I had never heard of Donald Miller that day in 2003 when at a Christian book fair I found Blue Like Jazz for 4 dollars. A quick survey of the book and I knew I held a true find. With book open in hand I navigated around the room hardly looking up at all. Thirty pages in, having confirmed its greatness I returned and retrieved the other few copies knowing I’d give them away.
I liked the book because Miller was authentic in a way that I had not yet found in a Christian writer, that it seemed Christians were generally incapable of. Critics dismissed the book on account of its meandering prose and because they felt that was indicative of a namby pamby epistemology. On the contrary, he never called into question the basic truth claims of the Bible. In fact, he challenged readers to respond to those claims, to seek understanding regarding them, and to redirect their lives accordingly.
For a while I harbored the ambition to write something akin to Blue Like Jazz. This was indeed the aspiration of many writers. Store bookshelves since that time illustrate this point. Certainly, Miller was eager to repeat his success but disappointingly his next two books did not do very well. He was bummed about things until while scripting the movie version of his bestselling memoir he began to reflect upon what made a story good. These reflections took him in a new, more exciting direction. His latest book, A Million Miles in A Thousand Years tells that story.
because Million Miles cover art so closely resembles Blue Like Jazz, I take it that all parties involved believe that this book is the fitting follow-up to that book. The similarities are obvious, but the differences are more apparent. The most noticeable difference? The author himself. Before he offered a lot of commentary, now he is compelled to be an active participant in his story. The reader is privy to a discussion between Miller and Steve Taylor about the film which reveals the change in progress.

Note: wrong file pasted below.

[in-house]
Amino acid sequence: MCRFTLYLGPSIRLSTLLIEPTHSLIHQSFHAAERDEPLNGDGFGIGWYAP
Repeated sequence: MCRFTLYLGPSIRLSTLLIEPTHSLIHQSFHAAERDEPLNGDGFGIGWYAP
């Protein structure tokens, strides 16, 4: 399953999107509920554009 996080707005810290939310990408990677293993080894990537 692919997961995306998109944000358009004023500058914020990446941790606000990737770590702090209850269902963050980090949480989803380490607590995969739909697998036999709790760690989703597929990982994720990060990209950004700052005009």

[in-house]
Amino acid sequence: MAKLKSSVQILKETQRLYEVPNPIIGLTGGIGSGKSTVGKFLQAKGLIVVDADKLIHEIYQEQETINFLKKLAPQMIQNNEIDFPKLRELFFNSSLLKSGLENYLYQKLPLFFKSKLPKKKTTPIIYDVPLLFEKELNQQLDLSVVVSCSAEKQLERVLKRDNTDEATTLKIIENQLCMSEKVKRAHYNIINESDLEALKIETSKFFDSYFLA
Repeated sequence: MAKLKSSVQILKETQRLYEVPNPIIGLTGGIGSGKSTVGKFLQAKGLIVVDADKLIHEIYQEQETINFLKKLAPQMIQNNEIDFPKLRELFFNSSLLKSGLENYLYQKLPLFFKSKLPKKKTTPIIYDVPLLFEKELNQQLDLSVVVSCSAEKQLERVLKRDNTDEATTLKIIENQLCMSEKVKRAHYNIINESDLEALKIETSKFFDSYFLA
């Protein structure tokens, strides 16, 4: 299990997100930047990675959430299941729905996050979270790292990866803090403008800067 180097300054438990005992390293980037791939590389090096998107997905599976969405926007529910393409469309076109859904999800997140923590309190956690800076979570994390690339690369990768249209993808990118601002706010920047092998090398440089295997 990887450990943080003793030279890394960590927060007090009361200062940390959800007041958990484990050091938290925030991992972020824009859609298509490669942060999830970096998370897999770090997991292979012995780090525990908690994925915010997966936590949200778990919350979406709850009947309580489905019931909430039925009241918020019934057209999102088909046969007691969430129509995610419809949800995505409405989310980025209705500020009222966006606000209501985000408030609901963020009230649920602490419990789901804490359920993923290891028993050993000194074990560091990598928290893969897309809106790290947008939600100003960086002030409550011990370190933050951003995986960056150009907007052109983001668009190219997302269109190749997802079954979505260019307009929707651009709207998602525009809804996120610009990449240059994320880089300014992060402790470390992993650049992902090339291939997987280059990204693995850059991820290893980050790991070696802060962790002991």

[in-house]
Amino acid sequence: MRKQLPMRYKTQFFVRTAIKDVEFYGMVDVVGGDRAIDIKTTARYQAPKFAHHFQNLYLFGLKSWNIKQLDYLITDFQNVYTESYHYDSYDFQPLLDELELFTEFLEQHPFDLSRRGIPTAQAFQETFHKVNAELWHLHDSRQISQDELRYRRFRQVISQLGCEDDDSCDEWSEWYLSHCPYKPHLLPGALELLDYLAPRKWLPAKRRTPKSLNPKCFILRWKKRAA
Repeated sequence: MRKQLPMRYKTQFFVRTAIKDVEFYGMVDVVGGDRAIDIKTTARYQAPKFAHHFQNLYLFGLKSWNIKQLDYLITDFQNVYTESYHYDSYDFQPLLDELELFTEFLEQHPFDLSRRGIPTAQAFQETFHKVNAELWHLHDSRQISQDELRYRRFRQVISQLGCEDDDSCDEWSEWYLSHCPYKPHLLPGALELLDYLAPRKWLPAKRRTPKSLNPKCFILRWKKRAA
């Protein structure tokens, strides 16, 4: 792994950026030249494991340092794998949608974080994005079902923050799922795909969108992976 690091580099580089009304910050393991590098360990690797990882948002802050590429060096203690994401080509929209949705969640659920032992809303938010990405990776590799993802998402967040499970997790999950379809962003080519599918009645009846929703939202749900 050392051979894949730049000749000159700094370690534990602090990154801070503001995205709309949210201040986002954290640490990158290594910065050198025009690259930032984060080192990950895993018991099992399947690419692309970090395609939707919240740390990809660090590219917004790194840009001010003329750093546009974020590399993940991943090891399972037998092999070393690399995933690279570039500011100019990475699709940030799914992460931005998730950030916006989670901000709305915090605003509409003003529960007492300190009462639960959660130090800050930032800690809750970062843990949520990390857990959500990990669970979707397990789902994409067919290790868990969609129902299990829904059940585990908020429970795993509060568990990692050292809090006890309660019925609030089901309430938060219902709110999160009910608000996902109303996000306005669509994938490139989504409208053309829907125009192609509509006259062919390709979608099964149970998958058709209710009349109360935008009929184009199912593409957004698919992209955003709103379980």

Steve: We just want to take the basic events of your life and shape them around a structure that makes sense.
Don: I don’t think life works like a formula
Steve: We aren’t talking about a formula. We’re talking about a few basic principles.
Steve was talking about movie making. Don was talking about his life. Steve pointed out that Don’s story did not transfer naturally to film. Don wondered why. Steve clued Don in that his story was kind of boring. Don took offense. Realizing Don had taken it personally, Steve tried to make him feel better by saying everyone’s lives are boring. Don wasn’t pleased with that. He started to consider how the principles of great storytelling could apply to life.
What began as a thought experiment resulted in Miller facing some hard truths about himself. One was that he avoided challenges. This had only made him more miserable. He determined that people are hardwired to desire great story and that he had artificially fulfilled this need with TV and needless purchases such as a robotic floor vac. In pursuit of story he hiked the Inca trail, tracked down his father whom he had not seen in 30 years, and biked across the country to raise money for water wells in Africa. He entered these endeavors apprehensively but knew that great characters defy their fear. Then, he got serious about an idea that he had been sitting on.
“I started an organization called The Mentoring Project and within the year we were mentoring 80 kids in Portland. I’d started an epic story of my own. And life no longer felt meaningless. It felt stressful and terrifying, but it definitely didn’t feel meaningless.”
And with that, Donald Miller has come full circle. Once wary of formulas, he better understands the value of a few helpful principles. Previously, he discussed story as more of an abstract concept. No longer content just to “type words into a screen” he now aspires to live a story worth telling. That story is the gospel of Jesus.